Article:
Every medium has an inherent vice. While any form of media can be misused, there is a flaw lurking in the fundamental nature of each medium. Television exaggerates fear, as it transmits the worst events or most scandalous entertainment from the outside world into our homes. Movies indulge our self-deluding fantasies of escape or celebrity. Radio encourages the presumption, in the secrecy of our private chambers, that we sing and dance every bit as good as Milli Vanilli. The inherent vice of the Internet is shame
Morality, Legality and Alcohol
The church issued a statement about alcohol laws in Utah. The last paragraph reads: â€œThe Church of Jesus Christ of Latter-day Saints believes that Utahns, including those who work in the hospitality industry, can come together as citizens, regardless of religion or politics, to support laws and regulations that allow individual freedom of choice while preserving Utahâ€™s proven positive health and safety record on limiting the tragic consequences of overconsumption of alcohol.â€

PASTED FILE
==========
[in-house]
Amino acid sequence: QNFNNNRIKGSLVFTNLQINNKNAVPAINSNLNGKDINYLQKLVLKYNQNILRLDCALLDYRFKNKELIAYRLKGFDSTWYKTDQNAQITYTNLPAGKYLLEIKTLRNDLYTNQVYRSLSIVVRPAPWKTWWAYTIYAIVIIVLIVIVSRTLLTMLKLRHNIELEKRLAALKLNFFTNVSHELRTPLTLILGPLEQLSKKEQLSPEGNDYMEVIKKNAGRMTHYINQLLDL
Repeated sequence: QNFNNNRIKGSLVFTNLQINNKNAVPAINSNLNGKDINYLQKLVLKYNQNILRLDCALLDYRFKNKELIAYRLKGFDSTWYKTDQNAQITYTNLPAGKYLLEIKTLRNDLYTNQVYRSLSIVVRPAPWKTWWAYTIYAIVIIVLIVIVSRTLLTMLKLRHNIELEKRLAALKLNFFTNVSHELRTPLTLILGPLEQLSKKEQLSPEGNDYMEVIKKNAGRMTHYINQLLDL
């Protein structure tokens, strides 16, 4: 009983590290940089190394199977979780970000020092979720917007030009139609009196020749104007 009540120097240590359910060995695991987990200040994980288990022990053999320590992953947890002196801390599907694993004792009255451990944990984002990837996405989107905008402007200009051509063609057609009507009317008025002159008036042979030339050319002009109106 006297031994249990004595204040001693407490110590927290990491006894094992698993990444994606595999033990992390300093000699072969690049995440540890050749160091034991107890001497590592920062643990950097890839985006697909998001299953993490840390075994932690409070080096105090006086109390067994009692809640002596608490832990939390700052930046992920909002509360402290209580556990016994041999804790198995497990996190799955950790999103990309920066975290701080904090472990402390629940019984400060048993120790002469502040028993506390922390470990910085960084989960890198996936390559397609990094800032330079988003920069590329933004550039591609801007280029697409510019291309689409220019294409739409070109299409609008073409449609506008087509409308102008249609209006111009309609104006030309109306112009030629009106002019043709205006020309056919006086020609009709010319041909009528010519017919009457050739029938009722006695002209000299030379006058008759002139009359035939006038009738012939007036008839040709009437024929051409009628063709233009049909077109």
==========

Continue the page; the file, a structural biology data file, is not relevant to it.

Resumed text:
Are we not funny?
I freely admit that Iâ€™m not the funniest person in the world, but I do think I have a sense of humor. I like a good laugh as much as anyone. Or perhaps I should say, â€œI like a good laugh as much as anyone who is LDS.â€
Changing Conceptions of Zion
The Mormon conception of Zion has changed dramatically over the past century. Today’s members of the church are likely to define “Zion” as wherever the members of the church are: LDS homes, congregations, and stakes. While the conception of Zion in the 19th century may have included these elements, these Saints were determined to literally be Zion communities
Returning to Zion
Given all that might be said of Mormonism, it should not come as a surprise that a lot of interesting topics sit pretty much neglected. One of these, I would argue, is the Mormon contribution to building settlements in the United States.
Brigham Daniels on deck
We’d like to extend many thanks to Kent Larsen for a variety of interesting and thoughtful posts. We also would like to welcome our newest guest, Brigham Daniels. Brigham works as a law professor at the University of Houston Law Center, where he teaches environmental law. He has been involved with LDS community, environmental law and policy, and politics for many years. So not surprisingly, Brigham intends to use his guest blogging stint to talk about Mormonism and the environment. We look forward to his posts. Welcome to the party, Brigham!